Gender Roles in War and Peace

1598 Words7 Pages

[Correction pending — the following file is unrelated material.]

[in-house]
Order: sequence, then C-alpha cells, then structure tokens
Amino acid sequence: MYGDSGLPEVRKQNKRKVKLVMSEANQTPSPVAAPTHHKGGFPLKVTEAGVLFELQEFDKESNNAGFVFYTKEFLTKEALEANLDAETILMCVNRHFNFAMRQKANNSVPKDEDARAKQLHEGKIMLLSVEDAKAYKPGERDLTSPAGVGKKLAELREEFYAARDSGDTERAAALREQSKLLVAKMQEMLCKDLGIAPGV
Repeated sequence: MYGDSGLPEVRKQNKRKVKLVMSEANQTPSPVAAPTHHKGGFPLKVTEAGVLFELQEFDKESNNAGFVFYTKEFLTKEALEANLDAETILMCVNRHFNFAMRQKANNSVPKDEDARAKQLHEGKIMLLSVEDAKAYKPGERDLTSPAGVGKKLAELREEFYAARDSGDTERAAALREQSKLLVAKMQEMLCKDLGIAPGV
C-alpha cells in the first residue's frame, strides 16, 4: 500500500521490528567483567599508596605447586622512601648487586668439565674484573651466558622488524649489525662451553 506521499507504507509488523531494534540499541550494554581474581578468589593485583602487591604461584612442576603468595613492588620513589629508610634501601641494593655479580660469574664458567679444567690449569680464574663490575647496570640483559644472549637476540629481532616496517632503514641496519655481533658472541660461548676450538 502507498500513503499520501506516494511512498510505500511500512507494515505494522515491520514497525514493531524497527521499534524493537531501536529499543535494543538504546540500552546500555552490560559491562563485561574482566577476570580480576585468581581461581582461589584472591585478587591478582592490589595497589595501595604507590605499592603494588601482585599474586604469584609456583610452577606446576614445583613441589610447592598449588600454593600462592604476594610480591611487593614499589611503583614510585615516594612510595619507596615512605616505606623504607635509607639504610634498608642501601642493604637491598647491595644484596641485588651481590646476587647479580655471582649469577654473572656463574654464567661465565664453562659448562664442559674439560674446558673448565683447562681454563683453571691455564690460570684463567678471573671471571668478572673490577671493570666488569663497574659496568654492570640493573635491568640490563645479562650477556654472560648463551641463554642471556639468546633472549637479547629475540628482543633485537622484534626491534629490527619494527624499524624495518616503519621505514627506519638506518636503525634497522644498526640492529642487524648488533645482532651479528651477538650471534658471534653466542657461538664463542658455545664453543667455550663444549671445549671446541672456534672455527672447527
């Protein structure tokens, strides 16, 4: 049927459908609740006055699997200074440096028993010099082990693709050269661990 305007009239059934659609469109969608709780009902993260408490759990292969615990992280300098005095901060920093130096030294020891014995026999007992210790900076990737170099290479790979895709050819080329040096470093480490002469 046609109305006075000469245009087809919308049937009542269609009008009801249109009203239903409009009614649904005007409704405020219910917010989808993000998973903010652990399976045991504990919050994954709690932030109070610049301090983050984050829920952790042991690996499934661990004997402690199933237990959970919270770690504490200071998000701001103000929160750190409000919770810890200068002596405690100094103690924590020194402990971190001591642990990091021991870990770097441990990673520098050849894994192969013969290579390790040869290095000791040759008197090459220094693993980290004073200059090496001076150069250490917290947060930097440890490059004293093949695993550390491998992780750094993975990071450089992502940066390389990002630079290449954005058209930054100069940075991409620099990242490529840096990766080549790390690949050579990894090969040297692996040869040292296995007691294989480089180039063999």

Particular accepted gender roles are enforced throughout peacetime and war, often with violent consequences. Initially this essay will explore the meaning behind gendered roles, their creation, and their importance in modern society. Using a case study of the conflict and ethnic cleansing in Bosnia and Herzegovina, this essay will then investigate the prevalence of sexual violence in war. Gender is a social construct and does exist independently. It is an invention of society that dictates what is ‘masculine’ and what is ‘feminine’. Cultural practices and norms further permeate the construct of gender, with stereotypes and the dictation by media and governing bodies regarding how the sexes should identify. Gender associates ‘feminine’ with female, and ‘masculine’ with male, and suggests that these characteristics should be sex-exclusive. Female and male are, themselves, constructed at birth on the basis of the child’s genitals; intersex children are frequently subjected to physical change in an attempt to ‘organize’ them into a particular social category. Gender dictates the roles humans are to play in society, and thus children are taught from an early age the accepted characteristics of their gender. In adulthood, the teaching appears to continue, as a plethora of media outlets and a variety of social discourses outline the behavior that those of a particular gender must exhibit. Social depiction of gender dictates what hobbies we should pursue, how we communicate with others, the type of work we’re supposed to do, and even the sex we should be attracted to. Creating a hierarchy in society is only possible if there are points of difference between people, and thus particular physical elements of a human are chosen and signi... ... middle of paper ... ...pon the subordinate, and to highlight the dominance of the masculine over the feminine. Works Cited Bracewell, W 2000, 'Rape in Kosovo: masculinity and Serbian nationalism', Nations and Nationalism, vol. 6, no. 4, pp. 563--590. Cockburn, C 2013, 'War and security, women and gender: an overview of the issues', Gender & Development, vol. 21, no. 3, pp. 433--452. Lorber, J 1994, Paradoxes of gender 1st edn, Yale University Press, New Haven. Mostov, J 1995, '“OUR WOMENS”/“THEIR WOMENS” Symbolic Boundaries, Territorial Markers, and Violence in the Balkans', Peace & Change, vol. 20, no. 4, pp. 515--529. Seifert, R 1996, 'The second front: the logic of sexual violence in wars', , vol. 19, no. 1, pp. 35--43. Skjelsbaek, I 2001, 'Sexual violence and war: Mapping out a complex relationship', European Journal of International Relations, vol. 7, no. 2, pp. 211--237.
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